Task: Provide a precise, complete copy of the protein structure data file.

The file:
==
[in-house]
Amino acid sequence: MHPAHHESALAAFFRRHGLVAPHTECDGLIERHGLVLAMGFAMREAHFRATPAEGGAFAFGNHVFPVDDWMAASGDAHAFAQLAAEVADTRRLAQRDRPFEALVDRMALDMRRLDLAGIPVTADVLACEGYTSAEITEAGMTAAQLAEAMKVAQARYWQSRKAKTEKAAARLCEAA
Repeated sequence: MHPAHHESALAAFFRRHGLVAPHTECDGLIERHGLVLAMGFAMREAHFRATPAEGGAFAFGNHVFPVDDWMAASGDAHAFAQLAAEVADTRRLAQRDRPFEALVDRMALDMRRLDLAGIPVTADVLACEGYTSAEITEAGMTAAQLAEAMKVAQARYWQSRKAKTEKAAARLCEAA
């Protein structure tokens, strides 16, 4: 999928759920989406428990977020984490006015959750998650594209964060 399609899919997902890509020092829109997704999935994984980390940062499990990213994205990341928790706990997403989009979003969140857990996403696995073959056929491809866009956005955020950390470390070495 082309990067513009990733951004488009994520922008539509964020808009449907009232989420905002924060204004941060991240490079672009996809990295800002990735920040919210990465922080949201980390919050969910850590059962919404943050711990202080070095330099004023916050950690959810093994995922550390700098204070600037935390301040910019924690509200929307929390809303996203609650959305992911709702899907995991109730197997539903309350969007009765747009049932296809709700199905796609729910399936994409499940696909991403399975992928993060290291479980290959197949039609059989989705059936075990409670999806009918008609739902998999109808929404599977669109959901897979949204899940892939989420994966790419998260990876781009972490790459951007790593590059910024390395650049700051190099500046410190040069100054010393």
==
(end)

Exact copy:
[in-house]
Amino acid sequence: MHPAHHESALAAFFRRHGLVAPHTECDGLIERHGLVLAMGFAMREAHFRATPAEGGAFAFGNHVFPVDDWMAASGDAHAFAQLAAEVADTRRLAQRDRPFEALVDRMALDMRRLDLAGIPVTADVLACEGYTSAEITEAGMTAAQLAEAMKVAQARYWQSRKAKTEKAAARLCEAA
Repeated sequence: MHPAHHESALAAFFRRHGLVAPHTECDGLIERHGLVLAMGFAMREAHFRATPAEGGAFAFGNHVFPVDDWMAASGDAHAFAQLAAEVADTRRLAQRDRPFEALVDRMALDMRRLDLAGIPVTADVLACEGYTSAEITEAGMTAAQLAEAMKVAQARYWQSRKAKTEKAAARLCEAA
């Protein structure tokens, strides 16, 4: 999928759920989406428990977020984490006015959750998650594209964060 399609899919997902890509020092829109997704999935994984980390940062499990990213994205990341928790706990997403989009979003969140857990996403696995073959056929491809866009956005955020950390470390070495 082309990067513009990733951004488009994520922008539509964020808009449907009232989420905002924060204004941060991240490079672009996809990295800002990735920040919210990465922080949201980390919050969910850590059962919404943050711990202080070095330099004023916050950690959810093994995922550390700098204070600037935390301040910019924690509200929307929390809303996203609650959305992911709702899907995991109730197997539903309350969007009765747009049932296809709700199905796609729910399936994409499940696909991403399975992928993060290291479980290959197949039609059989989705059936075990409670999806009918008609739902998999109808929404599977669109959901897979949204899940892939989420994966790419998260990876781009972490790459951007790593590059910024390395650049700051190099500046410190040069100054010393």